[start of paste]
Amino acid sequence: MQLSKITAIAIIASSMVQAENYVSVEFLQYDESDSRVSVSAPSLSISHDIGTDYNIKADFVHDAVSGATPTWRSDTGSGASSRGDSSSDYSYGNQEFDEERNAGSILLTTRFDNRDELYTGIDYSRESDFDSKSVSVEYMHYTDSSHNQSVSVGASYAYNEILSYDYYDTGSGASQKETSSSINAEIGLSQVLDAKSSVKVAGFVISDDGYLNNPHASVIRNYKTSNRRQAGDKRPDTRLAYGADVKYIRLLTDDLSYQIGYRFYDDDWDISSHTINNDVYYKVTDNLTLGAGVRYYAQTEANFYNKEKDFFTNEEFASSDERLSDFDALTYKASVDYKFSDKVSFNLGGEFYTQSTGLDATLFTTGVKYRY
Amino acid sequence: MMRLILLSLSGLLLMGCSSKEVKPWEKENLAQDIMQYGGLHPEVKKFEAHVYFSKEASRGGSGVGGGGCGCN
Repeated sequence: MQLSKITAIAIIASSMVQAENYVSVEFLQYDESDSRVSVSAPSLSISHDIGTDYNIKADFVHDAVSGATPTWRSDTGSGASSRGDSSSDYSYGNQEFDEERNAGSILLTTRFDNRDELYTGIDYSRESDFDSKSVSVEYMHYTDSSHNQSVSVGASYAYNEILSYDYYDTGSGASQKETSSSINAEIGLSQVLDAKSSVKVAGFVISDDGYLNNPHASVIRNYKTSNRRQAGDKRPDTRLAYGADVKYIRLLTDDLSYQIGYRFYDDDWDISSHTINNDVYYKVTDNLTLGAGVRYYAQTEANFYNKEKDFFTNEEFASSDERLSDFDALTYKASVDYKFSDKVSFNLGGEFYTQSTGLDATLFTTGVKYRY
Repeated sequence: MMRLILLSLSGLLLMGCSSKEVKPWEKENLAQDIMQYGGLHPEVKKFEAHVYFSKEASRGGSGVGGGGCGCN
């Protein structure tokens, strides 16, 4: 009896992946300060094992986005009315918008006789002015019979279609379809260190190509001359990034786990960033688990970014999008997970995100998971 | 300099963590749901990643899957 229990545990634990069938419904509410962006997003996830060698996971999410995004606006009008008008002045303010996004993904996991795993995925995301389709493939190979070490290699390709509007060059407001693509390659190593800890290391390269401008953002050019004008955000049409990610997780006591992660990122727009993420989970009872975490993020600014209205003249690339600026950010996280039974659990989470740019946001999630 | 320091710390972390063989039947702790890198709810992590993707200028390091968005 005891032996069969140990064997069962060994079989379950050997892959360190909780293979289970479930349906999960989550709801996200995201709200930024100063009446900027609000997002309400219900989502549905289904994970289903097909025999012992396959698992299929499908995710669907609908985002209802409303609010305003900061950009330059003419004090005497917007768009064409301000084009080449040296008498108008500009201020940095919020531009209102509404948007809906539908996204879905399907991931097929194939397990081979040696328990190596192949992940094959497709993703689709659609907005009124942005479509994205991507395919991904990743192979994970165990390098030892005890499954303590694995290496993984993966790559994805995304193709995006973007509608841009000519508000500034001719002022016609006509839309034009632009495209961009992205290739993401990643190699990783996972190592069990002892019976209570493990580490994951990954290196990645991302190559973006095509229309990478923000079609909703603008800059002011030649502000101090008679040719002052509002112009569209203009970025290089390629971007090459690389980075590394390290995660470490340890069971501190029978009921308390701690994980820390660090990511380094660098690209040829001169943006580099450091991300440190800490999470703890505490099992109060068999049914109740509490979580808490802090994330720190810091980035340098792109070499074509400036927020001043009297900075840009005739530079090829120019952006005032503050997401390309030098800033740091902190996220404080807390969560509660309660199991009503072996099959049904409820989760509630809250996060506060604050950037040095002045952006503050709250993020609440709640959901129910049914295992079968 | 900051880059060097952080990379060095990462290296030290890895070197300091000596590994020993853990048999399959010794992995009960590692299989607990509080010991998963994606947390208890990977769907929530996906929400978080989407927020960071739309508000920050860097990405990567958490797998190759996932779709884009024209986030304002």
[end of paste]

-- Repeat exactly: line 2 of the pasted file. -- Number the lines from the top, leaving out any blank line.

Amino acid sequence: MMRLILLSLSGLLLMGCSSKEVKPWEKENLAQDIMQYGGLHPEVKKFEAHVYFSKEASRGGSGVGGGGCGCN